The inequity of the sentencing process, a major weakness of our criminal justice system, is examined in "Justice on Trial," an ABC News closeup documentary which airs tonight at 10 on Channel 7.

It is probably a sign of how the political consensus is moving toward the center that a good deal of tonight's hour focuses on the victims of crime who are, in effect, the victims of courtroom procedures.

The breakdown in the court is awesome - from the overcrowded calendars through the unfair plea-bargaining system to the disparity in the sentences meted out.

A key witness in "justice," is a young Washington woman crippled for life during an attempted holdup on a Georgetown street in 1975.

The judge released her assailants on personal recognizance and they promptly fled. Eventually they were caught in Pennslyvania and returned here to receive severe sentences, but the experience has left the woman convinced that "the victim has no rights."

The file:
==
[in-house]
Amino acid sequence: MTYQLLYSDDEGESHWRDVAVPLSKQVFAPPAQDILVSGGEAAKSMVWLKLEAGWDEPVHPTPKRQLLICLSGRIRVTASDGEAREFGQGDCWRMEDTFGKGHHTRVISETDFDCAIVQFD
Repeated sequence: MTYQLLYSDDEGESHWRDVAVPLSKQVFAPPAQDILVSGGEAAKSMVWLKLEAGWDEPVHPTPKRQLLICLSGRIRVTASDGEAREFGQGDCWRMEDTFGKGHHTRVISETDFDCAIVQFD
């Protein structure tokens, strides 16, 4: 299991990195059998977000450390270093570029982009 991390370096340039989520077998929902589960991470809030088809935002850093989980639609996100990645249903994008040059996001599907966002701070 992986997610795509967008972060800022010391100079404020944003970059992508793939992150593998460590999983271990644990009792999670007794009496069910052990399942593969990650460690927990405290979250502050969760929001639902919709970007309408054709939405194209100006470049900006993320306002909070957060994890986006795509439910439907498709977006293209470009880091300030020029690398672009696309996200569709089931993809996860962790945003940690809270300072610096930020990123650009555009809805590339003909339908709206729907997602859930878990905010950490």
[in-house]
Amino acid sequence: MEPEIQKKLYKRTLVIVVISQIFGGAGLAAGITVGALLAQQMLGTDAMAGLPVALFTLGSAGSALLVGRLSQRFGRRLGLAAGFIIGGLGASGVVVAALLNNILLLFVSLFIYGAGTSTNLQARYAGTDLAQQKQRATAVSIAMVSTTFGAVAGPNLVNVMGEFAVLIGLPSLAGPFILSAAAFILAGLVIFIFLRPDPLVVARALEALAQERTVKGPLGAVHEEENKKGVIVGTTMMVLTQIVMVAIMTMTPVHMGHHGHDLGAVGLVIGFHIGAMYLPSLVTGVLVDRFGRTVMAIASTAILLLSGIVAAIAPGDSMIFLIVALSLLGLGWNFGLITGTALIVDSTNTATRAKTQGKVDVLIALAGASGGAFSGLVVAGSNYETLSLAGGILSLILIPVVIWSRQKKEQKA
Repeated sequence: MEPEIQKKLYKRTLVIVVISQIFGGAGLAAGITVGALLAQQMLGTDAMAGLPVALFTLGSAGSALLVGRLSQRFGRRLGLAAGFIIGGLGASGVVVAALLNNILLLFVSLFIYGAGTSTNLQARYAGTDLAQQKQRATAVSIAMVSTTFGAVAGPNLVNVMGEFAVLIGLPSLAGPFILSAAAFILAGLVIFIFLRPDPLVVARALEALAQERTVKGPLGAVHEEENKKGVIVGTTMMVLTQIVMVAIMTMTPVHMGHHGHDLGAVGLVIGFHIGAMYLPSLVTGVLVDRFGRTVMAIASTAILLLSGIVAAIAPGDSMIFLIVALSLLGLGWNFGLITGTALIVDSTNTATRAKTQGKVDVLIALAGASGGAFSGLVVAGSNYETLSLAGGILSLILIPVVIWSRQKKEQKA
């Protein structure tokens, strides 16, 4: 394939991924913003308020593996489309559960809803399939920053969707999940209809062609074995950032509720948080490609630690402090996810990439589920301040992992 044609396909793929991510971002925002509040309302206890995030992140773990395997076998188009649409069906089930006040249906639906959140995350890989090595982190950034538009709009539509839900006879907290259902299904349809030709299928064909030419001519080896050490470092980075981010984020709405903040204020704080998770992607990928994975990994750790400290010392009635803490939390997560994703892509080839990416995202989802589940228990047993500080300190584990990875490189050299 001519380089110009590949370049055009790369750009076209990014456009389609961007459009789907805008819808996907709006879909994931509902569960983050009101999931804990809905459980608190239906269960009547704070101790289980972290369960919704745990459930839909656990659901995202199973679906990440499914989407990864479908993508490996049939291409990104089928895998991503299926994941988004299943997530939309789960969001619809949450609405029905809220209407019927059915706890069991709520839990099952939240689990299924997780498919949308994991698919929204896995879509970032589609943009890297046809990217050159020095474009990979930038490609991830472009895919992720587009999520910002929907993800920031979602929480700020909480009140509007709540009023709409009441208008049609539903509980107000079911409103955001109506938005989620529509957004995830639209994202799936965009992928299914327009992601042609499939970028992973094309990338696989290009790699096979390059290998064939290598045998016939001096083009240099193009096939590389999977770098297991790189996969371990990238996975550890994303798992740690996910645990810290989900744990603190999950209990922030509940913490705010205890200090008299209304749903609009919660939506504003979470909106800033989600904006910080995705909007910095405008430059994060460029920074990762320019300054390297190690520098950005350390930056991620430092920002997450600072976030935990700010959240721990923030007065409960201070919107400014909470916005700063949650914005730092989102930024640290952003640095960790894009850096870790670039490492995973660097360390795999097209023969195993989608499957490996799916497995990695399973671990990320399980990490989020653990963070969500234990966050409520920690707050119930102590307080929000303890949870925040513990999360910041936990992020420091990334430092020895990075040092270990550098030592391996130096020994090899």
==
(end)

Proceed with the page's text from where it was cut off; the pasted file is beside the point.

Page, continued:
Concluding tonight's analysis of the California, Maine and District of Columbia court systems, narrator Howard K. Smith tells of a hypothetical assault case drawn up by a group of prosecutors. ABC News ran the "defendants" mock rap sheet past five of the judges interviewed tonight. They gave five different sentences, ranging from three to nine years, to a $500 fine and one conditional discharge.

If this program lacks anything it's probably a sense of indignation - which many in the audience undoubtedly will supply anyway.